• Andreas points out that in-person meetings are more tiring than online meetings
    • “Forty-five minutes is really exhausting for an in-person meeting. Forty-five minutes for an online meeting is like nothing.” -Andreas

The Future of Work Messaging

  • Matt is looking forward to a voice-communication message service to replace emails
    • In text, someone can read a sentence and take it completely the wrong way
    • But through voice messages, people can better understand the tone of the message
    • “I misread messages all the time. Emojis only go so far.” -Matt
  • Andreas agrees and says that voice “for a lot of things is just a very good way to explain stuff”
    • “In distributed teams, demo videos are a gold mine. If a designer wants to get across a change they need, making a small quick prototype and explaining it in a video is gold.”

Taking the Team Remote

  • Matt leased office space in San Francisco for WordPress, but many employees didn’t want to deal with the commute and just preferred to work remotely
    • Keeping the space would have cost millions of dollars – So instead, Matt let people work from wherever and purchased WeWork spaces for the employees that wanted to work outside their homes
  • Matt thinks of office space as a “glorified conference room or executive briefing center”
  • “San Francisco is actually fantastic…but you shouldn’t be forced to live here just because you work here. If you can decouple those things, it provides people with a lot more freedom.”
    • People have a lot of things that are important to them outside of work – “If you get your family and personal stuff all really locked in, you just work that much better.”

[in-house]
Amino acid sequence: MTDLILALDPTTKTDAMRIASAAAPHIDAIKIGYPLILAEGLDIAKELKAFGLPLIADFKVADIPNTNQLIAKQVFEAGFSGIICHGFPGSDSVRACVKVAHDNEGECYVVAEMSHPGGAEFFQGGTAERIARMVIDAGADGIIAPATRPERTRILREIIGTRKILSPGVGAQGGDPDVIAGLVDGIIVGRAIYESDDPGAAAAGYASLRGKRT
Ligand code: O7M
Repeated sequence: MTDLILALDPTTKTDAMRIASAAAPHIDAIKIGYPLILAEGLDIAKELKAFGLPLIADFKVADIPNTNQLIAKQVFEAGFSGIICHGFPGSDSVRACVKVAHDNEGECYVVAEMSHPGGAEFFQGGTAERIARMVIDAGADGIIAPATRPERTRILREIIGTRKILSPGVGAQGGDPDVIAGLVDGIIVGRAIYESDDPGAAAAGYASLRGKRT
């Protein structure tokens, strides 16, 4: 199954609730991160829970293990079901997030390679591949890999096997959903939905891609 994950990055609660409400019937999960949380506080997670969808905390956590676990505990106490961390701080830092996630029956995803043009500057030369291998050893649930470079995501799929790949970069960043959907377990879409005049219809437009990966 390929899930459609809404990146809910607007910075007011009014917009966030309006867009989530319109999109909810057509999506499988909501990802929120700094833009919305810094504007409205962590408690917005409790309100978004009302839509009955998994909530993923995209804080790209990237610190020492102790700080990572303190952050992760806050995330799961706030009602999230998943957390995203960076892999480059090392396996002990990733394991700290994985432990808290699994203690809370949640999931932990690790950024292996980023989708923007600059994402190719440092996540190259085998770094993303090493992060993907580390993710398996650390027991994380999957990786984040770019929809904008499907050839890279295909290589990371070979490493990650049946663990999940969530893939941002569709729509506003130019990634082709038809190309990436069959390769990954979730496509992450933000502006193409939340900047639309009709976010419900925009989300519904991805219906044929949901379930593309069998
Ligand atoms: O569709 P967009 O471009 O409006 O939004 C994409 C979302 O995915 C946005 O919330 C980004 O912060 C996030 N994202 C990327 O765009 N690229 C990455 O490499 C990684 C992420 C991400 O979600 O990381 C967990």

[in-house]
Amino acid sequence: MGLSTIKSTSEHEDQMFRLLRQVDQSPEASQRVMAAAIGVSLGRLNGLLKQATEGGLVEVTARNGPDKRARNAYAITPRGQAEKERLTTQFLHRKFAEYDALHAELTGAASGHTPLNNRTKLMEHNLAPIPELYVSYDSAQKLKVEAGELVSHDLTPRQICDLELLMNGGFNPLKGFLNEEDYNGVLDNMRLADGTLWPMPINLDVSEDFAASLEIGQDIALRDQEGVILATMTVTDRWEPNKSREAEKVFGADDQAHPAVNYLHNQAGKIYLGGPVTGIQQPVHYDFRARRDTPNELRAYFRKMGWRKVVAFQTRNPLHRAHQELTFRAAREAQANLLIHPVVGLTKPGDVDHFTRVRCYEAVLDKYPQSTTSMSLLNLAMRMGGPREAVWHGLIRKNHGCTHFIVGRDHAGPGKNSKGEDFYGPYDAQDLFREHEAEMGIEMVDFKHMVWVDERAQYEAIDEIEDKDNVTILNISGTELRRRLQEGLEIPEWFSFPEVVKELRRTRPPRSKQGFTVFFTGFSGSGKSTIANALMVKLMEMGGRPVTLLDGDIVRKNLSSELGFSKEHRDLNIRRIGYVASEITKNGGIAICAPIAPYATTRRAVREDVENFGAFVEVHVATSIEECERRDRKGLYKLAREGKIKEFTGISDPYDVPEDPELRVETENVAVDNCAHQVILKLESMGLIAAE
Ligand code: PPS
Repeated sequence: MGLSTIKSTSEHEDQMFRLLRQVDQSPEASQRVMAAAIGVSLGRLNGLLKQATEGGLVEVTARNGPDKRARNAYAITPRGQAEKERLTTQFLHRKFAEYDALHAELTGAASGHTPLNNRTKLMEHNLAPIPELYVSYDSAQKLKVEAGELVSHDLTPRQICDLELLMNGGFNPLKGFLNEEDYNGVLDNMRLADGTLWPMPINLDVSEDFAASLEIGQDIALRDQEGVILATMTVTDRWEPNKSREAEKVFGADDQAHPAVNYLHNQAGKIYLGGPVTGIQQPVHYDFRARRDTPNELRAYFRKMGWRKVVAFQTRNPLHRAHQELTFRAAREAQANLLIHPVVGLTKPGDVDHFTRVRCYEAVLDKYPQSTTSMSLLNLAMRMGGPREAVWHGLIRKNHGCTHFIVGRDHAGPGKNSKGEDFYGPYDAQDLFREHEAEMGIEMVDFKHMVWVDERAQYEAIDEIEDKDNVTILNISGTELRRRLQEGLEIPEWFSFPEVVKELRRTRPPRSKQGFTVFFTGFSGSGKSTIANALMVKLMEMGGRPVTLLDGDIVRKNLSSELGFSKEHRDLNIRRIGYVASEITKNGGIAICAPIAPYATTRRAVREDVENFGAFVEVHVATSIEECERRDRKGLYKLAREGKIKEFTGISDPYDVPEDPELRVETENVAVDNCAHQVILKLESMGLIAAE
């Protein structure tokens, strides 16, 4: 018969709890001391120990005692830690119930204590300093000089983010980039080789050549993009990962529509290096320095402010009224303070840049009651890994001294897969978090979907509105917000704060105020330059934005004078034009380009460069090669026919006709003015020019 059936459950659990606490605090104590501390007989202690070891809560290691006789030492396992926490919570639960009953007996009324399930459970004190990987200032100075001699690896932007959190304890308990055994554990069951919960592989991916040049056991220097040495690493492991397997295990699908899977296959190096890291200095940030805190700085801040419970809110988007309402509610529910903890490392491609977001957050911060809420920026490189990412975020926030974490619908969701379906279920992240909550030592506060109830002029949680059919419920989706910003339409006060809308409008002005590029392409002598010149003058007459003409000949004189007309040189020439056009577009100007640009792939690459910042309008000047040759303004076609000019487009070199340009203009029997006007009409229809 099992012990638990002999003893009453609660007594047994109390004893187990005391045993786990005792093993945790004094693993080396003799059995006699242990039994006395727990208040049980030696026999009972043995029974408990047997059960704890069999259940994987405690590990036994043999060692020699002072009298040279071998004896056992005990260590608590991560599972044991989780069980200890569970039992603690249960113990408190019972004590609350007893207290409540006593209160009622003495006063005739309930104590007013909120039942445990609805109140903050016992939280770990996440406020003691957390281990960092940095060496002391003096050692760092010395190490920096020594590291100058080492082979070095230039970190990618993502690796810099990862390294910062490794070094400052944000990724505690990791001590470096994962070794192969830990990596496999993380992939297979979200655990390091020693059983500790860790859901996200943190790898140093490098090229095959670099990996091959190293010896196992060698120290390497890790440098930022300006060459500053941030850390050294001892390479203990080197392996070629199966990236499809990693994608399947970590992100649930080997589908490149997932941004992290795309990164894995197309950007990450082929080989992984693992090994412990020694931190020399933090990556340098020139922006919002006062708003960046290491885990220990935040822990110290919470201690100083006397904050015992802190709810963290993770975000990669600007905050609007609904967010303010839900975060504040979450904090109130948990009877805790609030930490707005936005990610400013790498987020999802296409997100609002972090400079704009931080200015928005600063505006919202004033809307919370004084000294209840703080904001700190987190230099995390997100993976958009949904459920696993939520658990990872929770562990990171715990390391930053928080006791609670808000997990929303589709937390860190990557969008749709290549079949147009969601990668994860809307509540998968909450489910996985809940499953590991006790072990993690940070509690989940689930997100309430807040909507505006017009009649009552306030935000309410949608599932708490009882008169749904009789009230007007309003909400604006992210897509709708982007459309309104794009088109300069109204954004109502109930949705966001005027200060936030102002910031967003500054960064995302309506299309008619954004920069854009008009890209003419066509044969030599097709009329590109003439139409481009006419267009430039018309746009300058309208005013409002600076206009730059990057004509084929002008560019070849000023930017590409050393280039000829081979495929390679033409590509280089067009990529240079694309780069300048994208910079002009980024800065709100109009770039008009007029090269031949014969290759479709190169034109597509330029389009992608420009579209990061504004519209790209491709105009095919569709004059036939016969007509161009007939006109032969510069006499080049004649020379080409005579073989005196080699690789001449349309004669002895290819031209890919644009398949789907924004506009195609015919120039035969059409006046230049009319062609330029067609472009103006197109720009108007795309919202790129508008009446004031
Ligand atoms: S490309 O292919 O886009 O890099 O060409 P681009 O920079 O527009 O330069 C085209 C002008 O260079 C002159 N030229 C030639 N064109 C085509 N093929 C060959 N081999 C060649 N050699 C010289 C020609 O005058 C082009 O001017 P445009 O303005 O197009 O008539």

• “Every company that is over 100 people is distributed. They just pretend they aren’t. As soon as you have so many people that you can’t all fit in a room – you are distributed. You’re just pretending you aren’t and you probably have crappy processes.” – Matt
  • One problem with remote work is having employees in different states because each state has its own laws related to worker’s compensation, health care, employee benefits, etc.
    • “It’s a big challenge” -Matt

Tips for Hiring Remote Workers

  • Matt recommends the book Work Rules by Laszlo Bock
    • The best way to know if someone will be good at their job is to look at their past work or give them an example work problem to allow them to showcase their skills
    • After 4 or 5 interviews, there are diminishing returns for more interviews
    • “What we really want to test for is the ability to learn, communication skills, work ethic, curiosity, and taste. These things are really what you’re looking for” -Matt
      • The technical skills can always be taught through training or mentorship
  • Andreas recommends hiring first hiring someone as a freelancer for the first few weeks/months and having them work on a project to see how they fit with the team
  • One of your best sources for hiring can be your users
    • “Have something on your about page that says you’re hiring and maybe even list the jobs” – Matt

Management Tips

  • Andreas believes a person should manage 10 people max
  • “If I hire really intelligent people, the best thing I can do is let them do what they’re best at. There is no point in me micromanaging them.” – Andreas
  • Matt recommends the book Nonviolent Communication by Marshall Rosenberg to help people understand how they are using communication and how can they improve the message they’re trying to get across

These notes were edited by RoRoPa Editing Services